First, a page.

You might have seen my previous post and video on sewing for kids, it was one of my most popular posts. Sewing is also one of Z’s favourite activities at 3 years old. Just like our hammering activity, I have moved it back into rotation recently and it remains a hit.
Here’s the old video from when he just turned 3 years old (he’s now almost 4 years old).
(NEW POST) Did you know there is a sequence that works for kids when it comes to learning SEWING? I did not, until now! Z is 3 years old, so he has only reached the level you see at the end of the video, but this book has the sequences and project ideas until age 5-6!
Here’s the book: http://amzn.to/1CsNrx1 (aff)
Read my review: http://plantingpeas.com/sewing-for-kids/
Pin it for later: https://www.pinterest.com/pin/449445237789759270/
Posted by Planting Peas on Thursday, April 9, 2015
I realized that I had been too excited about sewing but forgot the basics. I reviewed my awesome Sewing In The Montessori Classroom book and chose a few activities that are appropriate for him at this stage. All of these activities are done under supervision in our home.
1. Snipping yarn
First, I made a little jar of yarn for Z. The yarn is a small ball of yarn that I have pre-cut in advance — the idea is to encourage him to keep pulling and cutting, so when the yarn runs out he would have finished his work. I change the colours of the yarn every so often and this entices him to cut more. He’s learning there’s quite a different skill to it than cutting paper, so selecting a sharp pair of scissors is important.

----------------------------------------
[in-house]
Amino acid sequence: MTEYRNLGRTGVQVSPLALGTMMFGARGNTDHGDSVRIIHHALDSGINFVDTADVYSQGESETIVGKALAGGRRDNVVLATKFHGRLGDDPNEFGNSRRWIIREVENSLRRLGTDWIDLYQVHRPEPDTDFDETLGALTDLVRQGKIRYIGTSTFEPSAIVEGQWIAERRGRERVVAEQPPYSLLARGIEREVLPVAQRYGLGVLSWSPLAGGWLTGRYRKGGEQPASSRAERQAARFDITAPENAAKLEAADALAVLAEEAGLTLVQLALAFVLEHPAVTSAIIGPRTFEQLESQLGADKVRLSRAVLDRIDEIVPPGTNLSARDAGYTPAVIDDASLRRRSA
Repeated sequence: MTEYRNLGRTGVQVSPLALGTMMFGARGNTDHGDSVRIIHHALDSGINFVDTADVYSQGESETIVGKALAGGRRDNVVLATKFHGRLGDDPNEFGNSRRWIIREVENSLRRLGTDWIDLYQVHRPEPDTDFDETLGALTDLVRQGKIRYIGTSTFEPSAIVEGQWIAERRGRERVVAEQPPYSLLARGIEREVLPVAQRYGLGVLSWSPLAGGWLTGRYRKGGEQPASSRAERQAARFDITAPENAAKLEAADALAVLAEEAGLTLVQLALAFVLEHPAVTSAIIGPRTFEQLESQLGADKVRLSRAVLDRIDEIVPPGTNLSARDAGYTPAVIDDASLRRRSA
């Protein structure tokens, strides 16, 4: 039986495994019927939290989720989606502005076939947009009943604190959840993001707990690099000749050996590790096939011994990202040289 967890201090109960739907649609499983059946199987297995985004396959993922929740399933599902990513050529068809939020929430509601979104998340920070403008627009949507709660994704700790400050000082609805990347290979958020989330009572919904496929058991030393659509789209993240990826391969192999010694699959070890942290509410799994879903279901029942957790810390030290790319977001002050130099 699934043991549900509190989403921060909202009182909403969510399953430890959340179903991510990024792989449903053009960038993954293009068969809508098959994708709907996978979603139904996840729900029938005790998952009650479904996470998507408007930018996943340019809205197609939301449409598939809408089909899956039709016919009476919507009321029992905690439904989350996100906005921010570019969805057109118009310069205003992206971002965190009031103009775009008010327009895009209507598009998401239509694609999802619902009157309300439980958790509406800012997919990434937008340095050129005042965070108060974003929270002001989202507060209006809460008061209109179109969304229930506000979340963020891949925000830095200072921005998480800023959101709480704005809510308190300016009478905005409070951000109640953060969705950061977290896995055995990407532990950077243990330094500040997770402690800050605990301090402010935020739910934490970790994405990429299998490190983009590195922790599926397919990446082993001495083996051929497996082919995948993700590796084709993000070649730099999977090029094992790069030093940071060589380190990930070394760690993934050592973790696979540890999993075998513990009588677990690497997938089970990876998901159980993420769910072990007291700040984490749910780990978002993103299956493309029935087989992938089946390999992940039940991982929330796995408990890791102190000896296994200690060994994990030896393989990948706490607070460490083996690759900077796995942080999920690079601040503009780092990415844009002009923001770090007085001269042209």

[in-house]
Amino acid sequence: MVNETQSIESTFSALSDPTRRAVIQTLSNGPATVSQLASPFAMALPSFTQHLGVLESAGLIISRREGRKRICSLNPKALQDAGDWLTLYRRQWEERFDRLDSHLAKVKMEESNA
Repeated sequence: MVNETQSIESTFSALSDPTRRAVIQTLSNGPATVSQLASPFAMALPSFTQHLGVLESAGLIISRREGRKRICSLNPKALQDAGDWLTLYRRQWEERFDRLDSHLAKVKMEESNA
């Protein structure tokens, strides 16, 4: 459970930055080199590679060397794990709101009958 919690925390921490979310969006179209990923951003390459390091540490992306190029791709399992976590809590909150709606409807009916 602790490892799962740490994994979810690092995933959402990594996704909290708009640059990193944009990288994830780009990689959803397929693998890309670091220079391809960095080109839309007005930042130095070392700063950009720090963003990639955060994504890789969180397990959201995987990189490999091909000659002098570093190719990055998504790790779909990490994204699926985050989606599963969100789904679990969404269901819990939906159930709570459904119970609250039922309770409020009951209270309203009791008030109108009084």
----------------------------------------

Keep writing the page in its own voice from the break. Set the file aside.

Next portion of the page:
2. Threading a needle
We have a couple of embroidery needles from our Montessori By Mom Space Explorer toolkit that were perfect. I purchased a couple of threaders that worked fine for us, although I wish I had purchased these instead because they are sturdier (we have already lost 1 of our threaders because they are too flimsy).
3. Pulling apart burlap
The objective of this lesson is to help a child understand the constructs of fabric. Burlap is perfect because of its rough weave. I cut burlap into small 2″x2″ pieces and watched in amazement at the intense focus coming from my 3.5 year old while he pulls burlap apart.
4. Running stitch
In the above video, you’ll see that our simple hole-punched lacing strip was where he needed more practise. I also realized that I was showing him a whipstitch, which proved to be more challenging, so I went back to introduce him to a simple running stitch instead.
On a side note, my (then) 8 year old took to all these activities easily. I gave him burlap in an embroidery hoop, showed him how to do a couple of stitches, went to cook dinner, and voila — this is what he produced after an hour. It is still proudly displayed on our art wall of fame.